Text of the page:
BOONE—Three leaders in public education and in their communities are the latest inductees into The Rhododendron Society at Appalachian State University.
They are Chad S. Beasley of Mount Airy, Bill G. Rhinehart of Melville, New York, and T.R. Richards of Winston-Salem. They were honored July 25 during a ceremony on campus.
The honor recognizes Appalachian alumni for their exemplary service as teachers, librarians, human service professionals or administrators. It is the highest honor given by Appalachian’s Reich College of Education.
- Chad S. Beasley
Chad S. Beasley worked in management and sales for seven years before returning to college to pursue a career in education. He earned a bachelor’s degree in communication from Appalachian in 1986, teaching certification in 1997 and a master’s degree in school administration in 2003. He currently is enrolled in the Ed.D. program at Gardner-Webb University.
Beasley has served as a teacher, principal and school administrator in Surry and Stokes counties.
He began his teaching career as a marketing education teacher at Mount Airy High School, a position he held from 1994 to 2003. He also coached football, wrestling and baseball and served as the school’s career development coordinator. He served as assistant principal from 2003-08. In that role, he promoted the use of technology to enhance instruction and guided the professional learning communities process.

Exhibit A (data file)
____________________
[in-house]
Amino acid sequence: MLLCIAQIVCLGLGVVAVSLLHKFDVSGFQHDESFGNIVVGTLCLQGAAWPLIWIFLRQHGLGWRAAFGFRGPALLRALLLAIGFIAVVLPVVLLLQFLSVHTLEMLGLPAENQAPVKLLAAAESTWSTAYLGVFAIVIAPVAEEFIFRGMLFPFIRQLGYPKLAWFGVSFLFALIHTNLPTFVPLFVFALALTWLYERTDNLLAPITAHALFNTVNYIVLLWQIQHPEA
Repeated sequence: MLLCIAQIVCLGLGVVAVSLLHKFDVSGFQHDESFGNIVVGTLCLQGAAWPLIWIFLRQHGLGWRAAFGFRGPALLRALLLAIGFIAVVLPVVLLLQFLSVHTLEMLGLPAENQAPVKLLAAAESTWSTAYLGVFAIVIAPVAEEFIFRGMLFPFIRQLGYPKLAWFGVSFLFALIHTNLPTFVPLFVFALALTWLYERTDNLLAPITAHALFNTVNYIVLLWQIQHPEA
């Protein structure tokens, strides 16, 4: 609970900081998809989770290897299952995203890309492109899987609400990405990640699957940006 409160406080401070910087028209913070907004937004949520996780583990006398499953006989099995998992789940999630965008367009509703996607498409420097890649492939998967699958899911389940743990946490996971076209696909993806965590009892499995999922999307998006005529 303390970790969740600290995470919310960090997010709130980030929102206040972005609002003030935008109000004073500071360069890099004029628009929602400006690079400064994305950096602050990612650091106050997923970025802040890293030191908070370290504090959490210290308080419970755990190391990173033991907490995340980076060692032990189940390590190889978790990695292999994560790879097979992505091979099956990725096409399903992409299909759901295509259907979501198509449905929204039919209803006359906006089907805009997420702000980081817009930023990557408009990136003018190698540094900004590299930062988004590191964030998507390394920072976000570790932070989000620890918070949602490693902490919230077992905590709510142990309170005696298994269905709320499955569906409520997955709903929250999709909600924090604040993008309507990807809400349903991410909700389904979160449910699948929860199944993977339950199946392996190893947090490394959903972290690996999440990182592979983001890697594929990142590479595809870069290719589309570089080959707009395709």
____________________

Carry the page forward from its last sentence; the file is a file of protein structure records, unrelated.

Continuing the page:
In 2008 he was named principal at Jones Intermediate School, where he continued to promote technology to enhance student learning, including the use of Smart Boards, computers in the classrooms, and on-line-research programs. Under his leadership, end-of-year test scores improved from a passing rate of 64 percent to more than 80 percent.
He left Mount Airy City Schools in 2012 when he was named director of middle and high schools for Stokes County Schools. He serves as curriculum director, career and technical education director, professional development coordinator and dropout prevention coordinator, among other duties. He also is the liaison between Stokes Early College and Forsyth Technical Community College.